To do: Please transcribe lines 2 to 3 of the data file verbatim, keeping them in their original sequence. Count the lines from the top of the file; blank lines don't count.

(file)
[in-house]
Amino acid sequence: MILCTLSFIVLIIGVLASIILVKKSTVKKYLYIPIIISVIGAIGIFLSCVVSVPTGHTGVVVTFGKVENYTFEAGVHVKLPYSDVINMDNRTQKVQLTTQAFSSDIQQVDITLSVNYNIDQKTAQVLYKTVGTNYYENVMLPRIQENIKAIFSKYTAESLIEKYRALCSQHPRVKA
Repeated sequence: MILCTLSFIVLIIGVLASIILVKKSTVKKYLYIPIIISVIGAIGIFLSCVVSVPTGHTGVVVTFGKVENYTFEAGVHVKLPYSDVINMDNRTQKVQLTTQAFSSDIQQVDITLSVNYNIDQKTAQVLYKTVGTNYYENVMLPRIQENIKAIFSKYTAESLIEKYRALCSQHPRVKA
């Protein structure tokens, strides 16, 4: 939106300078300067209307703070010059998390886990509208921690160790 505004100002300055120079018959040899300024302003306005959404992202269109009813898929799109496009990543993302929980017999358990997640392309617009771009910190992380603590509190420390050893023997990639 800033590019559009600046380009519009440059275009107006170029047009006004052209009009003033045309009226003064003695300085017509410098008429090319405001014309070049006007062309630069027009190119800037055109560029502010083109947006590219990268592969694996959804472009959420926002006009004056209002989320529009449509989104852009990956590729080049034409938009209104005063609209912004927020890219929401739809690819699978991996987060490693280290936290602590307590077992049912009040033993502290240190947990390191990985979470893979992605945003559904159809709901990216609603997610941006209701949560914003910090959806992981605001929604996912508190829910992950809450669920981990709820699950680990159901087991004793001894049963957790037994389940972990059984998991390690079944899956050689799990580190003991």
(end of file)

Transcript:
Amino acid sequence: MILCTLSFIVLIIGVLASIILVKKSTVKKYLYIPIIISVIGAIGIFLSCVVSVPTGHTGVVVTFGKVENYTFEAGVHVKLPYSDVINMDNRTQKVQLTTQAFSSDIQQVDITLSVNYNIDQKTAQVLYKTVGTNYYENVMLPRIQENIKAIFSKYTAESLIEKYRALCSQHPRVKA
Repeated sequence: MILCTLSFIVLIIGVLASIILVKKSTVKKYLYIPIIISVIGAIGIFLSCVVSVPTGHTGVVVTFGKVENYTFEAGVHVKLPYSDVINMDNRTQKVQLTTQAFSSDIQQVDITLSVNYNIDQKTAQVLYKTVGTNYYENVMLPRIQENIKAIFSKYTAESLIEKYRALCSQHPRVKA